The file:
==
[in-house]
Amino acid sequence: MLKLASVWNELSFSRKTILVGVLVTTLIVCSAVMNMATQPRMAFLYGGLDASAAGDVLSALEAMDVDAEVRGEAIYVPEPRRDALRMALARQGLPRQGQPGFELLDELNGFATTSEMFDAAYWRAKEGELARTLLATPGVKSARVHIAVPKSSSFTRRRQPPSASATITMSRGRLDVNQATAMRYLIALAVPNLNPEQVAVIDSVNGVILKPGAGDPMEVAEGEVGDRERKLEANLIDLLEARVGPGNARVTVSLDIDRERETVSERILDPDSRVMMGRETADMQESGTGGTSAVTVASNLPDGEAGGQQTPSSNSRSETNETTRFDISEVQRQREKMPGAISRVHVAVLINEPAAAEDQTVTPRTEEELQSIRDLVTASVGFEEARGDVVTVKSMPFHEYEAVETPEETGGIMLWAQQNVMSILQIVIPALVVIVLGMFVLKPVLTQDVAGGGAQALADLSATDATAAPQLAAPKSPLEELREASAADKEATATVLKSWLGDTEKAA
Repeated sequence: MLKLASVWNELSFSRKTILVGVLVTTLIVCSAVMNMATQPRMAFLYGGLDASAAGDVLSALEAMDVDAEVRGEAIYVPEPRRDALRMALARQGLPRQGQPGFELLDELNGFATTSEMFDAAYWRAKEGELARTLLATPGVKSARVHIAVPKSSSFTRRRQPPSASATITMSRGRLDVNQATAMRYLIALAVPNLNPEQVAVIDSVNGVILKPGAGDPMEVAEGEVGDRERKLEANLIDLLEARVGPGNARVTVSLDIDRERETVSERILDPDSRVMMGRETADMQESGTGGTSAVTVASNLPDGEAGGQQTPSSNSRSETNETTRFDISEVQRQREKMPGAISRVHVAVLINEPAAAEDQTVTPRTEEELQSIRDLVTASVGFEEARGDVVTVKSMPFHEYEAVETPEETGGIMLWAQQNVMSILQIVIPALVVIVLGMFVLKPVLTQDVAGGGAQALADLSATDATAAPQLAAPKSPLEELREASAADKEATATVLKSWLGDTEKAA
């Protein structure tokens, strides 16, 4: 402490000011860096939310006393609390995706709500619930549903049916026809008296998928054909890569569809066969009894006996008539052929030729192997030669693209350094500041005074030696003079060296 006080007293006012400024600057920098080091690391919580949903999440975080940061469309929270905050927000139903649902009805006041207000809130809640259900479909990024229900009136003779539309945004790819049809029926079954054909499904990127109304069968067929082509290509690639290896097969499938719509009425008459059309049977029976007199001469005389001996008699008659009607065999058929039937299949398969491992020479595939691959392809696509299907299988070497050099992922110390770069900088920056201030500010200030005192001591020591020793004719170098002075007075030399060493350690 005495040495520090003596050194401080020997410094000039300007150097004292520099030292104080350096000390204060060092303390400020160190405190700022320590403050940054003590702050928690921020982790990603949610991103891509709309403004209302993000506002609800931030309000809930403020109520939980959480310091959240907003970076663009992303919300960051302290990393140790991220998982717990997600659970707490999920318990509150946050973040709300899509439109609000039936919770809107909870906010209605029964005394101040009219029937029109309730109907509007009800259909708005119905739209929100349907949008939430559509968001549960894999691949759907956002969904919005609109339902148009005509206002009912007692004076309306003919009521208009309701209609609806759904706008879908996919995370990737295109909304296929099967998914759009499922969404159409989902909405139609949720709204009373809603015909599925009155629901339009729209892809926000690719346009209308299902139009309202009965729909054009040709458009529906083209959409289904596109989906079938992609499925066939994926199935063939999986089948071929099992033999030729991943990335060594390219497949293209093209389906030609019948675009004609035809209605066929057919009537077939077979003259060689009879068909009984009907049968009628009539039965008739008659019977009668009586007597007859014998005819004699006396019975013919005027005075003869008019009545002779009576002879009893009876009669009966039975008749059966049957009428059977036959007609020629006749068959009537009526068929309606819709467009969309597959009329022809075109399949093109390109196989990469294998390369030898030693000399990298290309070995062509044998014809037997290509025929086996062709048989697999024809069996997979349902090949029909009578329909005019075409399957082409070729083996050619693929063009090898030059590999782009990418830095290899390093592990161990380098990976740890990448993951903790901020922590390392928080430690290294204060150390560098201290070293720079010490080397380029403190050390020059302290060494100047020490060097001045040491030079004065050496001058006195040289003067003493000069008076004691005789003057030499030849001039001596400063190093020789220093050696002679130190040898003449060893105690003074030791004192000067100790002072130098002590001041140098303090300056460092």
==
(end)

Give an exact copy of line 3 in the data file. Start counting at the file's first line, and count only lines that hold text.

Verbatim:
Repeated sequence: MLKLASVWNELSFSRKTILVGVLVTTLIVCSAVMNMATQPRMAFLYGGLDASAAGDVLSALEAMDVDAEVRGEAIYVPEPRRDALRMALARQGLPRQGQPGFELLDELNGFATTSEMFDAAYWRAKEGELARTLLATPGVKSARVHIAVPKSSSFTRRRQPPSASATITMSRGRLDVNQATAMRYLIALAVPNLNPEQVAVIDSVNGVILKPGAGDPMEVAEGEVGDRERKLEANLIDLLEARVGPGNARVTVSLDIDRERETVSERILDPDSRVMMGRETADMQESGTGGTSAVTVASNLPDGEAGGQQTPSSNSRSETNETTRFDISEVQRQREKMPGAISRVHVAVLINEPAAAEDQTVTPRTEEELQSIRDLVTASVGFEEARGDVVTVKSMPFHEYEAVETPEETGGIMLWAQQNVMSILQIVIPALVVIVLGMFVLKPVLTQDVAGGGAQALADLSATDATAAPQLAAPKSPLEELREASAADKEATATVLKSWLGDTEKAA